Gum Turpentine is the only thinner and solvent that the artist can use for damar, as it does not dissolve well in Mineral Turpentine.

Mineral Turpentine
As a general solvent it is an excellent choice as it has few of the drawbacks of Gum Turpentine. It is cheaper and it does not deteriorate with time. It is also less toxic and is easier for those with allergies to use. Despite these advantages most artist's won't use it because either they don't like the smell or are not aware that it is just as good as Gum Turpentine as a solvent.

Its general properties are similar to Gum Turpentine with the exception that is cannot be used to dissolve damar or be used to thin paints that have a resin content.

Odorless Turpentine
Various substances are sold under this name from Mineral Turpentine to various Turpentine's distilled from various trees. Citrus Turpentine is one that is common these days. I am unaware of any investigations of any of these other than Mineral Turpentine by respected artist's materials authorities, although the manufacturers claim they are not problematic. Mineral Turpentine is fine to use but I am wary of the other products for the time being until independent testing is done that is relevant to artist's usage. As Mineral Turpentine is the least allergenic of these solvents and is known not to harm the paint film it should be the first choice for those who are allergic to Gum Turpentine, or wish to avoid Gum Turps toxicity. For those who are still affected by any solvent I would recommend investigating the many good features of Egg Tempera or other water based media.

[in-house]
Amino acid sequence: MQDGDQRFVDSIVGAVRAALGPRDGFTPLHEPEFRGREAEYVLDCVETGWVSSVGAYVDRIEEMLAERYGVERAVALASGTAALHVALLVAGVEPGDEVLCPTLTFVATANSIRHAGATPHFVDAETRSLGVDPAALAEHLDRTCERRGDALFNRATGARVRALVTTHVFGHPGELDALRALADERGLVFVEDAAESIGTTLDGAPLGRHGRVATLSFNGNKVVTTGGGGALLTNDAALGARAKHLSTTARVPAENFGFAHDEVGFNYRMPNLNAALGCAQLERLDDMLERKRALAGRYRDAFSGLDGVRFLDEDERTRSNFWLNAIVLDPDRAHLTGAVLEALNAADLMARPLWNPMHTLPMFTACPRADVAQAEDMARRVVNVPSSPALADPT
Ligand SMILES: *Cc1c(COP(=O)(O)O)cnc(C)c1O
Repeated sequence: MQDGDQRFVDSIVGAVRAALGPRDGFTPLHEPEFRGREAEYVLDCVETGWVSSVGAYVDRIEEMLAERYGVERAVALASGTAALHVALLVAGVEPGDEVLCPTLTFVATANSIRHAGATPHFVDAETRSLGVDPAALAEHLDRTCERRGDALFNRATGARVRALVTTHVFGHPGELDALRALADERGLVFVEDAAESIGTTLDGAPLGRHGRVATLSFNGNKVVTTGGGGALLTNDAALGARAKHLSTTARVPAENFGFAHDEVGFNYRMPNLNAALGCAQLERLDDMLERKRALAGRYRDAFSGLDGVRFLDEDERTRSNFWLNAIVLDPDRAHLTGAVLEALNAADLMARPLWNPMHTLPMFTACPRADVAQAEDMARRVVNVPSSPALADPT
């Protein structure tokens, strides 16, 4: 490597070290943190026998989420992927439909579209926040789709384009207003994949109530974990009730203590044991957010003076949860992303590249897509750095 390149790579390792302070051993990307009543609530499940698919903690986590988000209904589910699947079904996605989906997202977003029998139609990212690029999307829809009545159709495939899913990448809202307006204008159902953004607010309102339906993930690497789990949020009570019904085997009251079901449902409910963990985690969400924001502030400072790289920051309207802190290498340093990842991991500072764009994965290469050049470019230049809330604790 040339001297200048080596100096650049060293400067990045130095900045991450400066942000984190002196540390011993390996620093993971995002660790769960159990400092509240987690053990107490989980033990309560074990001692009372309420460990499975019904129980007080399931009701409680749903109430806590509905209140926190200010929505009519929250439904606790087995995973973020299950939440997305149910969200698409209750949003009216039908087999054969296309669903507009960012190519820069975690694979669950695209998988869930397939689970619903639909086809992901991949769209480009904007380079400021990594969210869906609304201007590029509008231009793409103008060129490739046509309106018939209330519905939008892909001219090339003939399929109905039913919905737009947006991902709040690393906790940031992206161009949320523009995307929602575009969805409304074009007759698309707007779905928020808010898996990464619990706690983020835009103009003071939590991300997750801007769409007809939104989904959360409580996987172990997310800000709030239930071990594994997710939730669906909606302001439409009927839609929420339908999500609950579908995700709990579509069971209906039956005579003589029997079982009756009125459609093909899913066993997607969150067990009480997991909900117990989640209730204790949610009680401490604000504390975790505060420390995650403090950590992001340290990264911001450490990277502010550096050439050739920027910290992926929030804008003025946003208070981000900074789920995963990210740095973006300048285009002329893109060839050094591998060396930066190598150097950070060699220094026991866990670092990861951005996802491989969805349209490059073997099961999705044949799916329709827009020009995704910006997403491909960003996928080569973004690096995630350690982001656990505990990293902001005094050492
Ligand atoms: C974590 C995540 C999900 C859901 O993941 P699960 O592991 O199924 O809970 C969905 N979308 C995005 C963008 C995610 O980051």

Historic solvents.
Oil Of Spike Lavender.
This is quite different to Oil Of Lavender which comes from a different plant, Oil of Spike comes from the Lavendula spica which grows wild in Europe. Until the 19th century (when today's Gum Turpentine originated) it was the most common solvent used by oil painters. It is therefore found in many early recipes. It has the drawback that it retards the drying speed of the oil and it deteriorates quickly in air. Gum Turpentine or Mineral Turpentine are both superior products and should replace Spike Oil. It has been suggested that the only reason that it was more popular in early centuries was because as a common wild plant it was easy to make.

Venice Turpentine and Strasbourg Turpentine.